Fortunately, you only need two
Sometimes, a two-dwelling-unit property will require three meters, as NEC 210.25(B) prohibits having loads that are common to both (all) tenants (such as an apartment building's fire alarm system, a shared laundry area, or exit lighting in a corridor or shared stair) run from a tenant's electrical service equipment, and many places prohibit this as well as a function of landlord-tenant law. Fortunately, in your situation where you have two detached dwelling units on the same property, the only plausible shared load would be freestanding (i.e. not attached to one house or the other) outdoor lighting, and since you don't have any of that, a two-meter pack will work for your application.
As far as specific hardware goes, the most cost-effective thing I've been able to find for this job is the Siemens WEP4212 -- at the time of this posting, you should be able to get one for somewhere around $1000 through your local electrical supply house (perhaps less, perhaps somewhat more).
Mounting this thing
Unfortunately, you'll have to work with PG&E to rearrange your electrical service into what's called an "underground service dip". This is because PG&E document 025055 prohibits service equipment larger than 225A, or any multi-meter equipment, from being pole-mounted; instead, you'll have to "dip" the service underground to an adjacent location where a suitable mounting arrangement (backerboard or horizontal struts, with pipe or timber supports) can be installed.
The aboveground (mast) section of conduit on the existing pole will need to be 2½" galvanized rigid metal conduit with a mating weatherhead, as PG&E does not accept PVC or EMT for service mast duty; it is permissible to run Schedule 40 PVC once past the sweep from the pole into the trench though. Once this is done, PG&E will run its conductors from the existing service point, through the conduit, to the pull section in the new service equipment.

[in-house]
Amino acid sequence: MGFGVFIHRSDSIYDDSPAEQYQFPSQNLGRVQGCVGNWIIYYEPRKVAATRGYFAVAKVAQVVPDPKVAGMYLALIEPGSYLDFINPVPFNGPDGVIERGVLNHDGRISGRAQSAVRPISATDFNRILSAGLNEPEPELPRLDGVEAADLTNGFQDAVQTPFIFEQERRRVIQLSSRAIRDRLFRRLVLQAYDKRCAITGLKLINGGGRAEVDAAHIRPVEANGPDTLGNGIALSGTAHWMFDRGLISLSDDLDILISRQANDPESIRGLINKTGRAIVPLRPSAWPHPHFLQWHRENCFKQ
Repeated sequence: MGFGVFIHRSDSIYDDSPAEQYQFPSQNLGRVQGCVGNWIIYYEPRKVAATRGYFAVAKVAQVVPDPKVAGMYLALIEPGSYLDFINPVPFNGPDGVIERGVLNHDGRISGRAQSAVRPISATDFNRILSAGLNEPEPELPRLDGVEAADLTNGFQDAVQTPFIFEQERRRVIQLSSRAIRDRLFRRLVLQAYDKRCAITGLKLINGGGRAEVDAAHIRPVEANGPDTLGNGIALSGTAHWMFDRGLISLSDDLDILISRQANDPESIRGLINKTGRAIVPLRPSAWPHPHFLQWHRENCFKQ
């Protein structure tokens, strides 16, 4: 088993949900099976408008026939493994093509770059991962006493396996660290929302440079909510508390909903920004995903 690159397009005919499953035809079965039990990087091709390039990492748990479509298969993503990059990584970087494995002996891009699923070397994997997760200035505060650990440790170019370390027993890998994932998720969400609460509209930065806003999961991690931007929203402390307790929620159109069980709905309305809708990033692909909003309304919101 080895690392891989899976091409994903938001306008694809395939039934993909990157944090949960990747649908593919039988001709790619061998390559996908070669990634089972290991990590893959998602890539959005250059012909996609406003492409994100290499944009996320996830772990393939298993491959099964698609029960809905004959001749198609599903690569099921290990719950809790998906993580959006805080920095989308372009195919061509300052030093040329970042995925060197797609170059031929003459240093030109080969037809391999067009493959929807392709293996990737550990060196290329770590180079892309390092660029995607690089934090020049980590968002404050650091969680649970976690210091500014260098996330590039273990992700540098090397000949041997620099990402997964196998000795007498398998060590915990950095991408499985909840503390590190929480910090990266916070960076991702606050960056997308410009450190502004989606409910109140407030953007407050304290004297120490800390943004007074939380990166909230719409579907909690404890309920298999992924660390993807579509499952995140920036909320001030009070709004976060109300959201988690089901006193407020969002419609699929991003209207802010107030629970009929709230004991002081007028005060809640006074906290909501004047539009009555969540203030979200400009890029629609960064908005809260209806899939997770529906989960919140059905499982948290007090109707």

You'll also need to run a grounding electrode system at the meter rack. This consists of two 8' ground rods driven 6-8' apart and connected to each other and to the meter-pack hardware by a 2AWG grounding wire. You may need to use a length of ¾" rigid steel conduit with Bridgeport MCH-075 grounding hubs at each end as a damage shield for the aboveground section of the grounding wire, as well. If not, you can use a Bridgeport MC-075 to bring the grounding conductor into the box; either way, you'll want to punch or otherwise cut a ¾" trade size knockout (1⅛" actual hole size) in the bottom of the meter-main, below the center compartment that contains the grounding wire lugs, as service grounding fittings and concentric knockouts don't mix very well.
The wiring from this meter-pack to the homes in question will be a 4-wire feeder -- fortunately, mobile home feeder cable is a readily available and inexpensive solution to this problem, as NEC 310.12 applies to individual dwelling unit feeders in a multifamily property. Protecting this wire will require a 200A QS and a 100A QP breaker of the appropriate interrupting rating for your location, something you'll have to ask PG&E about since they don't publish any guarantees on that for non-single-family properties.
Once you reach each individual unit, you'll then be able to land the wire into a main breaker subpanel of the appropriate rating and size -- I'd recommend a 30 space, 125A panel as a replacement panel for the existing home if the main panel there cannot be converted to a subpanel by pulling the bonding screw and moving the existing grounding wires to a new, separate grounding bar, while the new home will get a 40 or 42 space, 200 or 225A panel fitted.